Joshua Clover

Commune Editions, 2015

Red Epic, Joshua Clover’s third book of poetry, is written “for comrades.” A Dantean quest through one mind’s take on poetry as capital, the collection is directed as much towards those political “comrades” willing to “seize the fucking banks” as it is towards those erudite “comrades” in possession of the same expansive literary and historical vocabulary as Clover. For Clover, “the poem must be on the side of riots,” and these poems are riots against anyone who would criticize the book’s elusive allusion or distant intellectual “sobject.” It is a riot that eschews the Poetic but at its best achieves it nonetheless, often by way of its spectacular parade of language borrowed from Stein, Mallarmé, Benjamin, Dante, O’Hara, Arrighi, Debord.

In several exhilarating longer poems, Clover waxes Whitmanic:

                                                                                I have heard late the chants
of the option-wallahs
                                        and the end of days
                                                                                traders and the armchair
Austrian fanboys singing
                                             marginal songs
                                                                                in the comment fields of the republic

Red Epic sees in the spectacle of the city a living hell, and the poetry written in that damned, glutted metropolis knows its paradox:

You know all too well
                                        that the best poetry is not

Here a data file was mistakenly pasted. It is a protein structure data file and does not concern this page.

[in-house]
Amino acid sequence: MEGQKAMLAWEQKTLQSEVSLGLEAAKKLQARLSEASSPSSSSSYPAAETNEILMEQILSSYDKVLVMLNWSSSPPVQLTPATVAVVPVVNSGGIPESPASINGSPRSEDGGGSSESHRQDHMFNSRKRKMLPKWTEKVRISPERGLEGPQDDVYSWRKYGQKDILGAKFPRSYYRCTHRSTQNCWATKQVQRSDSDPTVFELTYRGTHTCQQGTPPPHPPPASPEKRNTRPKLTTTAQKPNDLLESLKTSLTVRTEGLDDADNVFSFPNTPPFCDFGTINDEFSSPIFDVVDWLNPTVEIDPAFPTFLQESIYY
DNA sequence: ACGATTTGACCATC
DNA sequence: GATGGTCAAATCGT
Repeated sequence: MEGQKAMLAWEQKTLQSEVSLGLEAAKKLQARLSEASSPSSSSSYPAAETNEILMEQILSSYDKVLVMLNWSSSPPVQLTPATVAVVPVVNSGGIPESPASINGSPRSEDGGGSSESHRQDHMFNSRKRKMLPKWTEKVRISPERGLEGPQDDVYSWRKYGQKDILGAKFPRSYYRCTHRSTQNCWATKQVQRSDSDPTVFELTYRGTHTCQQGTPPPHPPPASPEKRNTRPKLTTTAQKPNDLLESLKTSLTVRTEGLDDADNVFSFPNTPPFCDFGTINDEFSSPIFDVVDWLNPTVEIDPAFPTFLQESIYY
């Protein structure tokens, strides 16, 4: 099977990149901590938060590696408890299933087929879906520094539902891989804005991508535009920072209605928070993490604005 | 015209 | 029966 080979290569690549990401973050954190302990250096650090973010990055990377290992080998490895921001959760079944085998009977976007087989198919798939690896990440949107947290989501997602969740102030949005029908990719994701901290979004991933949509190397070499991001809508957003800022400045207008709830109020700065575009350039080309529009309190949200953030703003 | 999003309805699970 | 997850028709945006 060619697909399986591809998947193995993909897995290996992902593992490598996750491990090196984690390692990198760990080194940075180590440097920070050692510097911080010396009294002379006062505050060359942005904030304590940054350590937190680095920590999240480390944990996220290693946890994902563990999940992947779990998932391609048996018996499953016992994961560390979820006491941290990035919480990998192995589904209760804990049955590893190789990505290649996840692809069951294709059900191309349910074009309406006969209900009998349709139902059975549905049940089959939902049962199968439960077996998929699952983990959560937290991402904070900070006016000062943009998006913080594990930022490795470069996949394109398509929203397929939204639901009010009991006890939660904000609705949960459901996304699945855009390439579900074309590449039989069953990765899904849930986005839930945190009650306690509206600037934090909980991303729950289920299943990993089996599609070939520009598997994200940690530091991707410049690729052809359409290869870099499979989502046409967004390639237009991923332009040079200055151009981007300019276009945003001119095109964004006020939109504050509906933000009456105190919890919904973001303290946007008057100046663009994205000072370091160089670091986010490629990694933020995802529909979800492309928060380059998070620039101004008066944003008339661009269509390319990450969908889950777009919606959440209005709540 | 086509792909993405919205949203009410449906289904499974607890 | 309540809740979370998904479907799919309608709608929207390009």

the least revolution
you know also that poetry
                                        is the best way available to you
                                                                                      to affirm this truth

Clover is proud of his colloquial abstraction, its “itch to make an account of… my century from dada to Prada,” its refusal to linger in the “local details so favored by poets chronicling the foot traffic of reality.” Clover’s is a poetry of disenchantment, a deliberate foregrounding of art’s systemic productions. At its weakest, this poetry after poetry only makes us wonder why we’re reading it, why we’re bothering to “see our boredom represented” at all. But more often than not, these poems succeed in both being enjoyable and decrying enjoyment.

“Haeccity” is the book at its clearest and most affecting:

If what you want is a national
moment of silence the indictment
of a single police officer
or two or three you are still
the enemy you have chosen the reverie
of law for you and your friends…

The poem – and the book – asks us not to pocket this wisdom, but to “sobject” it to the same gaze that created it, asking: What sorts of writing and what sorts of reading “have chosen the reverie/ of law”?